Public art is a healing force in neighborhoods, hospitals, and city spaces—and it often serves as acupuncture in the environment. In this issue, we’ll take an in-depth look at the innovative ways artists around the world are using public art to address and support the health of individuals, communities and ecosystems. Our writers are investigating:
Public art in hospitals, including art integrated into architecture and healing gardens
Health and the city: art that addresses urban issues through healing themes
Public art and disaster relief: how artists helped begin the healing process after disasters ilike Sandy, Katrina, the Japan Tsunami and the Queensland floods
Why cities should include artists in their disaster plans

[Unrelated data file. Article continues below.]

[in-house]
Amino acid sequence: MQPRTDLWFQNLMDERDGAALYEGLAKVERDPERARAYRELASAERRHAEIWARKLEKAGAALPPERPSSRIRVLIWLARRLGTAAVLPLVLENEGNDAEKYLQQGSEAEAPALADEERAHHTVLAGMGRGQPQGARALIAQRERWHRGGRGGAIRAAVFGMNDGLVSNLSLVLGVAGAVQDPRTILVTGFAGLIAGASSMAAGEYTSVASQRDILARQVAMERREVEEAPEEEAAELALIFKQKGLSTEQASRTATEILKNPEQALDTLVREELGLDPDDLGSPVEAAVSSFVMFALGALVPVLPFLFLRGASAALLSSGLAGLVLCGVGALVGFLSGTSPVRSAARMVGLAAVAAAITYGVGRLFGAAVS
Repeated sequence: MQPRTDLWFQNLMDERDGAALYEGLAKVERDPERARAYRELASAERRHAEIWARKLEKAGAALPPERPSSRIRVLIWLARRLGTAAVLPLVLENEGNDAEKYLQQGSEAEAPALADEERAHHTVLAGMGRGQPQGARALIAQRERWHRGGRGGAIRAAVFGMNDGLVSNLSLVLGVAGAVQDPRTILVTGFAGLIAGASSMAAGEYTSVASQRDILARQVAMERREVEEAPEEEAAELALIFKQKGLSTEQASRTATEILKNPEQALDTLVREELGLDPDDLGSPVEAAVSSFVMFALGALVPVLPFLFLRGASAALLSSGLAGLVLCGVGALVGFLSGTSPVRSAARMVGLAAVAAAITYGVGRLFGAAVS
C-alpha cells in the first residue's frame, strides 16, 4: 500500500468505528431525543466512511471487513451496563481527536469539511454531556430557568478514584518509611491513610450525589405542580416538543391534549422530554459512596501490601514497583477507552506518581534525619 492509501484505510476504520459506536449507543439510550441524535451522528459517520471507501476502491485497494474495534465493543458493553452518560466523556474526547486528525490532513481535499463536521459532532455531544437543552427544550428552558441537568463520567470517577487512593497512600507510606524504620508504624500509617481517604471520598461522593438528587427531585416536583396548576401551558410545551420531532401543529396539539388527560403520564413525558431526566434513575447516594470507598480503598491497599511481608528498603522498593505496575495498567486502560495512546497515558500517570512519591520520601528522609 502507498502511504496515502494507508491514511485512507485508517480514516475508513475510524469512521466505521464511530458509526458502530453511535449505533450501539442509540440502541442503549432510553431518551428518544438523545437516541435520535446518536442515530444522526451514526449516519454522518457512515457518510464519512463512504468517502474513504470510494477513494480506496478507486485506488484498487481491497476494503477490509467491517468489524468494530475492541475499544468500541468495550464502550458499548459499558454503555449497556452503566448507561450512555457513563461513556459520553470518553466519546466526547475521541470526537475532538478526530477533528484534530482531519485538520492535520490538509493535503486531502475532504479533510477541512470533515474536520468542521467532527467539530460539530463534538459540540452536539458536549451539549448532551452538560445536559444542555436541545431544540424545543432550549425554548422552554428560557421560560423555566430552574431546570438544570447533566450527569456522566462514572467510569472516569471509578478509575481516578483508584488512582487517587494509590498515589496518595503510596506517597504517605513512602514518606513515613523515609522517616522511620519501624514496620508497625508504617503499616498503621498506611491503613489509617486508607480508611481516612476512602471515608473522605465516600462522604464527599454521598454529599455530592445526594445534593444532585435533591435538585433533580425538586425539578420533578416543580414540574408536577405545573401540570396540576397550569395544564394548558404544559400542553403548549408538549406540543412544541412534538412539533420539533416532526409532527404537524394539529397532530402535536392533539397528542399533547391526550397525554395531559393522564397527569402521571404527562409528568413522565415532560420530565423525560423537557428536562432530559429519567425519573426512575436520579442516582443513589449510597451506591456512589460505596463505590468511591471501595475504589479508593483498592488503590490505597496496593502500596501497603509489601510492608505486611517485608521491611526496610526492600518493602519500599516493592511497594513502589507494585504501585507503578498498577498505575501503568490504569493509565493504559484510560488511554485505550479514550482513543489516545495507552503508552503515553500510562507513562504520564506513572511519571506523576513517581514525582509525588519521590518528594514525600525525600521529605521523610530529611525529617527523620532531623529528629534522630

Helping communities grieve: public art projects that address mourn loss and celebrate life
On the cover: To create Hands of Connection  for the Norton Cancer Institute in Louisville, Kentucky, local artist Ché Rhodes took dental molds of pairs of hands, including patients, family members, and medical staff. The cast pictured on the cover is one of 36 glass blocks that make up a partition wall within the hospital. Photo by Dean Lavenson. See Healing Arts: How five hospitals are incorporating art by Alyssa Ford.